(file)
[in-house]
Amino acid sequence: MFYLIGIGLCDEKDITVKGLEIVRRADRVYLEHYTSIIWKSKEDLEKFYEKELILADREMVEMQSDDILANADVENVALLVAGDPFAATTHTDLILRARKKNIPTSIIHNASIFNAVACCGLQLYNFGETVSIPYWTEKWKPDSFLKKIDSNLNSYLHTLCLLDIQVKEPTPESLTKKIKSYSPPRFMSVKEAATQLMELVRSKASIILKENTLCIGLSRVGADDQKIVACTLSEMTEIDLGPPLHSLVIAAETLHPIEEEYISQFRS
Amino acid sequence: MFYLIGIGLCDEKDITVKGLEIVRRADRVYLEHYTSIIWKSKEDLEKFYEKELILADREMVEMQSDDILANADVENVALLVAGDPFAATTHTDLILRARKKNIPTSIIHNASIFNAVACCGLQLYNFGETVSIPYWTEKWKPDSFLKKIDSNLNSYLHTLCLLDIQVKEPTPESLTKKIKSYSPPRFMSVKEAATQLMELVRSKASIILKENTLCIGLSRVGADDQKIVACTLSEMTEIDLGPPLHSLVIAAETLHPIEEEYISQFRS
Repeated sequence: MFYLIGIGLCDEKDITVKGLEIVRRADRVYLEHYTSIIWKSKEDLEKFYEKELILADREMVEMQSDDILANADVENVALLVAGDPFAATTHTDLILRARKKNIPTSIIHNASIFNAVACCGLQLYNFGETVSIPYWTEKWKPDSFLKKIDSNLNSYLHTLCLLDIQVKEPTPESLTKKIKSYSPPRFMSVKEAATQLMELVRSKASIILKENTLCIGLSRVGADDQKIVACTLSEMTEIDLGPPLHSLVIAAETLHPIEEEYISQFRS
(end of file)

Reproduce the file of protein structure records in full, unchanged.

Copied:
[in-house]
Amino acid sequence: MFYLIGIGLCDEKDITVKGLEIVRRADRVYLEHYTSIIWKSKEDLEKFYEKELILADREMVEMQSDDILANADVENVALLVAGDPFAATTHTDLILRARKKNIPTSIIHNASIFNAVACCGLQLYNFGETVSIPYWTEKWKPDSFLKKIDSNLNSYLHTLCLLDIQVKEPTPESLTKKIKSYSPPRFMSVKEAATQLMELVRSKASIILKENTLCIGLSRVGADDQKIVACTLSEMTEIDLGPPLHSLVIAAETLHPIEEEYISQFRS
Amino acid sequence: MFYLIGIGLCDEKDITVKGLEIVRRADRVYLEHYTSIIWKSKEDLEKFYEKELILADREMVEMQSDDILANADVENVALLVAGDPFAATTHTDLILRARKKNIPTSIIHNASIFNAVACCGLQLYNFGETVSIPYWTEKWKPDSFLKKIDSNLNSYLHTLCLLDIQVKEPTPESLTKKIKSYSPPRFMSVKEAATQLMELVRSKASIILKENTLCIGLSRVGADDQKIVACTLSEMTEIDLGPPLHSLVIAAETLHPIEEEYISQFRS
Repeated sequence: MFYLIGIGLCDEKDITVKGLEIVRRADRVYLEHYTSIIWKSKEDLEKFYEKELILADREMVEMQSDDILANADVENVALLVAGDPFAATTHTDLILRARKKNIPTSIIHNASIFNAVACCGLQLYNFGETVSIPYWTEKWKPDSFLKKIDSNLNSYLHTLCLLDIQVKEPTPESLTKKIKSYSPPRFMSVKEAATQLMELVRSKASIILKENTLCIGLSRVGADDQKIVACTLSEMTEIDLGPPLHSLVIAAETLHPIEEEYISQFRS